The Easiest Way to Harvest Blackcurrants

It is early July, early evening and it’s cold.

The stove is lit.

The weather systems all over the world appear to have gone wild, but as I sit here, sipping tea and typing, the reality of life is more to do with getting the harvest of blackcurrants into the freezer!

Blackcurrants in the freezer at Bealtaine CottageI have returned from the kitchen with a cuppa and red-tinted fingers from all the handling of the currants as I weigh them into bags.

Bealtaine Cottage Blackcurrants in the Permaculture GardensWhatever the weather is like we have to adapt as best as possible and Blackcurrants don’t seem to mind any way!

There is no sense in this weather here at the moment, or in the fact that Summer in Ireland started in March of this year and ended in April…take a look at the blogs I posted during that time, bearing in mind that I take photographs on a daily basis, real-time so to speak!

However, life at the permaculture smallholding goes on in quite a pleasant way, harvesting, freezing and making chutney.

I have found that the easiest way of harvesting the currants is to cut whole stems and wheel-barrow them over to the veranda where I can sit quietly and harvest the berries, listening to the gentle tinkling of the wind-chimes…it’s pleasant work with lots of time for fleeting thoughts!

It saves a lot of backache and gives the bushes a good pruning too!

The sky seems to be perpetual grey blanket of cloud, with the very occasional peek through of blue sky and sunshine…very occasional that is!

It does remain fairly bright, being that this is the west of Ireland  and we are surrounded by ocean.

Visitors to Bealtaine tell me about droughts in western USA and torrential rain in England.

It does all seem rather mad!

I’m hoping for a beautiful Autumn!

Roses on the Veranda and the Apples have set!

The roses have come out on the veranda.

I made a short video to show you some of the beauty… you can click on that below.

The apples have all set and are developing well.

There promises to be a magnificent crop this year, so all the recipes for apple wine, chutney,butter, cider and more will be perused and debated…will I make this or that or…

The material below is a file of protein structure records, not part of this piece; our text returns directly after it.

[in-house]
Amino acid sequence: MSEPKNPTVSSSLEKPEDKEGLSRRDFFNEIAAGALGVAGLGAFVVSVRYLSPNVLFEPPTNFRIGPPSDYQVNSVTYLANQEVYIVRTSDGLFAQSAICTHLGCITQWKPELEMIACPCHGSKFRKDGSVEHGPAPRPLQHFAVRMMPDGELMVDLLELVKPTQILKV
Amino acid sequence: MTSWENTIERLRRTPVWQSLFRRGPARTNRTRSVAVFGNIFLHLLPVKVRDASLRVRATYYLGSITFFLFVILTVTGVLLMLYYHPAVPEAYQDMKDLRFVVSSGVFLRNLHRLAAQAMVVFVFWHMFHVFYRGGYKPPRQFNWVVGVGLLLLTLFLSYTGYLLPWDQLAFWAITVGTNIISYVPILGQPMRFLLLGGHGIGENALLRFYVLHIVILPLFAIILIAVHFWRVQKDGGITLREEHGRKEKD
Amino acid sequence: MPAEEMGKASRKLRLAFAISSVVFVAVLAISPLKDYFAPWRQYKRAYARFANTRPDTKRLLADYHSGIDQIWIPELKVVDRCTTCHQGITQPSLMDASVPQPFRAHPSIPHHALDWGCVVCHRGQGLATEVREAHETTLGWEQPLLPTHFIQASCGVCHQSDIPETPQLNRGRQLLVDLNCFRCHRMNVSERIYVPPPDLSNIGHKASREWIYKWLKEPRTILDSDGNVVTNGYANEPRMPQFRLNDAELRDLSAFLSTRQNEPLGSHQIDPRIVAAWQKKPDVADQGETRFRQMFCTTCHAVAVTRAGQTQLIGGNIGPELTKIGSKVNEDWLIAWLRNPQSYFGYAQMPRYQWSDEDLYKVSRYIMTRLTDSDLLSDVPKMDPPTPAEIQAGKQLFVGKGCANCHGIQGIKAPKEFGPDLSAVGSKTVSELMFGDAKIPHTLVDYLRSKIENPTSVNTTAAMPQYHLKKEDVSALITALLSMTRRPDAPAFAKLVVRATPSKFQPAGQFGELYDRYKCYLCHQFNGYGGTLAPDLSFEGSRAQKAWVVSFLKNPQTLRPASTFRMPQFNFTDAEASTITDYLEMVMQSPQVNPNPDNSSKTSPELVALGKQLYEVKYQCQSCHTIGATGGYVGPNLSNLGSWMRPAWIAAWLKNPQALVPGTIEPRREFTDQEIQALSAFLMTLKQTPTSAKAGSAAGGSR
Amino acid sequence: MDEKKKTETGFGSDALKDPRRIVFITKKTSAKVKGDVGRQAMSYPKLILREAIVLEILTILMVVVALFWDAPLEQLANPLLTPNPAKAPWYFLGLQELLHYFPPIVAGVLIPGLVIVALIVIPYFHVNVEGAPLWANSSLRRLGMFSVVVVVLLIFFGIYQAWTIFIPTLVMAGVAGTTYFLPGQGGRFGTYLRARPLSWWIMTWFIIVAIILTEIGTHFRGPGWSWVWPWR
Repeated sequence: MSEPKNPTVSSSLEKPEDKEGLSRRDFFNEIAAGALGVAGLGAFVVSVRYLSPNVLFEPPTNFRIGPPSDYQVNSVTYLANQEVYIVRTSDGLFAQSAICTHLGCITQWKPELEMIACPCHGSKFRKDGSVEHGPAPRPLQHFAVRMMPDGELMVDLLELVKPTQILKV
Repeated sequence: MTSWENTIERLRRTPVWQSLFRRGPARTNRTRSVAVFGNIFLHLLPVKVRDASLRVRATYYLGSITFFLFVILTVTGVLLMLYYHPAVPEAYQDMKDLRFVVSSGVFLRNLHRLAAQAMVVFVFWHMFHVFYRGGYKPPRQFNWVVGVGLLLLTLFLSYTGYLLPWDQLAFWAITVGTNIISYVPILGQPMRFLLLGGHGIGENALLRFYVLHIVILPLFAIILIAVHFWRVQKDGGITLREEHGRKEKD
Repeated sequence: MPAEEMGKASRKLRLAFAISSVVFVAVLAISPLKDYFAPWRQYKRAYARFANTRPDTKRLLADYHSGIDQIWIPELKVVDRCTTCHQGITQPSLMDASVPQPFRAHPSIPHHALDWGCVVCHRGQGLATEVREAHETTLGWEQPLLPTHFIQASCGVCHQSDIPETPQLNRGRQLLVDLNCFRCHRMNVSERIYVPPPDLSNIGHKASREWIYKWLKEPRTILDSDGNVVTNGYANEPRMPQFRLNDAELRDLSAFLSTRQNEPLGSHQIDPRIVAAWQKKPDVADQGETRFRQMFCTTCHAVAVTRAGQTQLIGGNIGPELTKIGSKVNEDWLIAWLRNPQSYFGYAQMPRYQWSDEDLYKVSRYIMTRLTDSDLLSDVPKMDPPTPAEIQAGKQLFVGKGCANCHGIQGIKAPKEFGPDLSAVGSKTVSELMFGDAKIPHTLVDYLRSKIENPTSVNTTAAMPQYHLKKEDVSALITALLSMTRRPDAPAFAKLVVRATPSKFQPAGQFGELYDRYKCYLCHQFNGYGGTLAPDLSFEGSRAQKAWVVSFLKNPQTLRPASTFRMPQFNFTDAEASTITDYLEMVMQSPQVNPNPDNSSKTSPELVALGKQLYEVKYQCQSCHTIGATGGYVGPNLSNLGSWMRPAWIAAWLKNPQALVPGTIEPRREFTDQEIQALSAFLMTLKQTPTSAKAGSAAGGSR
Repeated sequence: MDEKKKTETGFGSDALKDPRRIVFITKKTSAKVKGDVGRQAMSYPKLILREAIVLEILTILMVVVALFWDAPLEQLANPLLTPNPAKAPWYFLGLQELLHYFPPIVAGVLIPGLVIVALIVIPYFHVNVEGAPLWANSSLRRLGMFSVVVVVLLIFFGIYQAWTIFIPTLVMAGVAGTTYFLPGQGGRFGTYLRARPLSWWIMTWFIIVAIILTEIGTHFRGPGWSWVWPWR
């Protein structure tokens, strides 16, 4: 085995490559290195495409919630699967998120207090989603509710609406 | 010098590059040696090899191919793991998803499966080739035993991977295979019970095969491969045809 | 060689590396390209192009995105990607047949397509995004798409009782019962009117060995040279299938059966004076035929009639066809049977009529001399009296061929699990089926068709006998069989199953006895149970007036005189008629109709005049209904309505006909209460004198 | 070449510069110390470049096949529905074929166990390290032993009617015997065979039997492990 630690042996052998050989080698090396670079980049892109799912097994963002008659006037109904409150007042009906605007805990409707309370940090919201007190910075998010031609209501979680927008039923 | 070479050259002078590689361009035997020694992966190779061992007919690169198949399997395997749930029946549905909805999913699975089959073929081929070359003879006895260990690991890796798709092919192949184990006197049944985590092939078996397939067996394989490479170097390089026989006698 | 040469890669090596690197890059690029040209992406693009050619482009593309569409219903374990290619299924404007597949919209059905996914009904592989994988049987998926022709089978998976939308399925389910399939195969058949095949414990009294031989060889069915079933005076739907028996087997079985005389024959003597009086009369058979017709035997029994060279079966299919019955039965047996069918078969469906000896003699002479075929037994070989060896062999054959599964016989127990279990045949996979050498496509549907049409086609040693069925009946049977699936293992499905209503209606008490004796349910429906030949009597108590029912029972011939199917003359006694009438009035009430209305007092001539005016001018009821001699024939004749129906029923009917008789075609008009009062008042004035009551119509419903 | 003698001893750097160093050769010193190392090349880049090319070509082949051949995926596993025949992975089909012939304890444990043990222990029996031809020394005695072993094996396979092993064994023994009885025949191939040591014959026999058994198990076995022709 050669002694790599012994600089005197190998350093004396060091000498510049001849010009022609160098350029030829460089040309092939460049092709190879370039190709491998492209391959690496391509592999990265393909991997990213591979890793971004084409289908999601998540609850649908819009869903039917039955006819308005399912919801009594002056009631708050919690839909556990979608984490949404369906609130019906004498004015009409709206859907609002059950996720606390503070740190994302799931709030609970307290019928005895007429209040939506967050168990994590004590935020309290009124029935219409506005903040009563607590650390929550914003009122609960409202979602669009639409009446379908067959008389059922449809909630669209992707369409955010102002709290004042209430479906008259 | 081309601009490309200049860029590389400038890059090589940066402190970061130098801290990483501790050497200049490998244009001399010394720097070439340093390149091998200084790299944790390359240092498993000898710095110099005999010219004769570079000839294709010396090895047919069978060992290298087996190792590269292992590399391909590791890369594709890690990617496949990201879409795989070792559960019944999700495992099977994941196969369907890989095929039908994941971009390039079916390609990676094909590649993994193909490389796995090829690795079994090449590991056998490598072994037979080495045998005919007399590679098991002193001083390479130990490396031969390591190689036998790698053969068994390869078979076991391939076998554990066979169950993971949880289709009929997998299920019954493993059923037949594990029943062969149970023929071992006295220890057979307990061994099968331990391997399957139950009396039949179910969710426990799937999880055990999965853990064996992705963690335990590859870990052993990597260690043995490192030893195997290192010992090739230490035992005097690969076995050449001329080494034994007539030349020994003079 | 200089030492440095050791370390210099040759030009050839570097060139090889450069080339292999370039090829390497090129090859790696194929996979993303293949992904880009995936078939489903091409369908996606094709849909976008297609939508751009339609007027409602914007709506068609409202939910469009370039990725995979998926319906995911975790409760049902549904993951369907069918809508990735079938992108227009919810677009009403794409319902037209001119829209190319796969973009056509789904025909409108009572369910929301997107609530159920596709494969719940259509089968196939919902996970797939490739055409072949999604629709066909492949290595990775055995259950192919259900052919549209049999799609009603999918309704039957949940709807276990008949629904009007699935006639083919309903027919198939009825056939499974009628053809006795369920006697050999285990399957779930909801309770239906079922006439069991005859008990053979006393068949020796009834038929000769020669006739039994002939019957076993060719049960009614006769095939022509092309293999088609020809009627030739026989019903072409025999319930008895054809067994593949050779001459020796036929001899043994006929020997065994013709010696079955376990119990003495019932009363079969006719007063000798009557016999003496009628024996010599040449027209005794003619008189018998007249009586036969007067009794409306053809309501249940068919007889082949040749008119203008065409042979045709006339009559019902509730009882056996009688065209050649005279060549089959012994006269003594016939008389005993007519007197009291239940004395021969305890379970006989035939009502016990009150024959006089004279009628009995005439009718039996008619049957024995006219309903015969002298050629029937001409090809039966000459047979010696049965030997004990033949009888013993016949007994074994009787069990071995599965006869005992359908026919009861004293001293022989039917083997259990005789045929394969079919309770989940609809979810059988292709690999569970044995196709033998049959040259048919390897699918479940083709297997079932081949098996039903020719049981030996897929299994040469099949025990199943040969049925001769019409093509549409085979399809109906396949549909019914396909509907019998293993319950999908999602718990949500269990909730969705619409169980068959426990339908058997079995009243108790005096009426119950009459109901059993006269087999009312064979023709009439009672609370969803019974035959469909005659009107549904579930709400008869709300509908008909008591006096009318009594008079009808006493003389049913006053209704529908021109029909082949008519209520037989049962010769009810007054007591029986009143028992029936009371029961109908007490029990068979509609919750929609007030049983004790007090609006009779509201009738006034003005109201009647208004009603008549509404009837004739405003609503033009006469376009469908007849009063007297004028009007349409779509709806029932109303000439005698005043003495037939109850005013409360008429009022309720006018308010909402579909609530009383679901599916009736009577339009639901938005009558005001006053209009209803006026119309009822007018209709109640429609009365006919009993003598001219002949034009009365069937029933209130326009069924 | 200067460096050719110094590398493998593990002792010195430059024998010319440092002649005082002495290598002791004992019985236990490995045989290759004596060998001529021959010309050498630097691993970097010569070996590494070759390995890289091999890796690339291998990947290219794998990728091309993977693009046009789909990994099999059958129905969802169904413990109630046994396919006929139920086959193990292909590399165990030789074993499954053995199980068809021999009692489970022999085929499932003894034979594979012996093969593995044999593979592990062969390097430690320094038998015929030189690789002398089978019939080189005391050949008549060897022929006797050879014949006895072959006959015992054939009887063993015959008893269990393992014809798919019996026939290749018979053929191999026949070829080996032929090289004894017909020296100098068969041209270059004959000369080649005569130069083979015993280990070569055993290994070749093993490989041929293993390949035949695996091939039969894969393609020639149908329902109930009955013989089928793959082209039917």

The Willow is now in leaf, as are most of the trees, with the Ash being the last to leaf.

The scent as I walk around the gardens from the blossom on the Hawthorn trees is heavenly!

Work in the kitchen is almost finished and the task of stencilling will start later in the week.

I thought that an Ivy stencil would be lovely, so will cut one out when I get the chance to sit down!

Anyway, here is today’s video, with love from Bealtaine Cottage…click and enjoy…

http://www.youtube.com/watch?v=WqX4Q4G8NPE&list=UUHkXJ9wsrdPEpzb-KMgmt-A&index=1&feature=plcp

Permaculture Harvests in Ireland

Plum Harvest

Plums from the one of the Plum Trees here on the land. 

Plums are easy to grow in Ireland as they are related to the Blackthorn tree, the one that fruits Sloes.

Rowan berries, collected from trees near my local town, Carrick. Foraging can be a very fruitful and worthwhile undertaking in the country, bringing in a bountiful harvest!

mushrooms and rosehips 002

Hips from the Rosa Rugosa growing at Bealtaine Cottage…these are brimming with Vitamin C and make a delicious syrup, as well as magnificent wine, which has the body of a good Sherry!

Home-made wines are very easy to make…simply observing the “clean” rule. Mind you, if you do have a slip-up, the wine can be turned into a delicious fruit vinegar…which makes lovely and unusual presents at Christmas!

Apple jellies and Rowan jellies…delightful garden produce!

The Apple harvest at Bealtaine has been consistently good, producing more apples than what I can use!

Bealtaine Cottage Permaculture pumpkins

Pumpkins and Tomatoes grow well in the tunnel. Pumpkins will store for 6 months and more in a cool pantry, as happens here.

Bealtaine Cottage June 2012 005

The so-called “poor,” land produces hundreds of pounds of Blackcurrants…which I turn into jams, chutney, wine and delicious cordial.

These are just some of the wonderful foods that can be grown on poor land, on a north-facing slope, in the west of Ireland, using Permaculture! 

Unlike so many of the books that tell you what can and cannot be grown, I simply plant it and see…and have yet to be disappointed!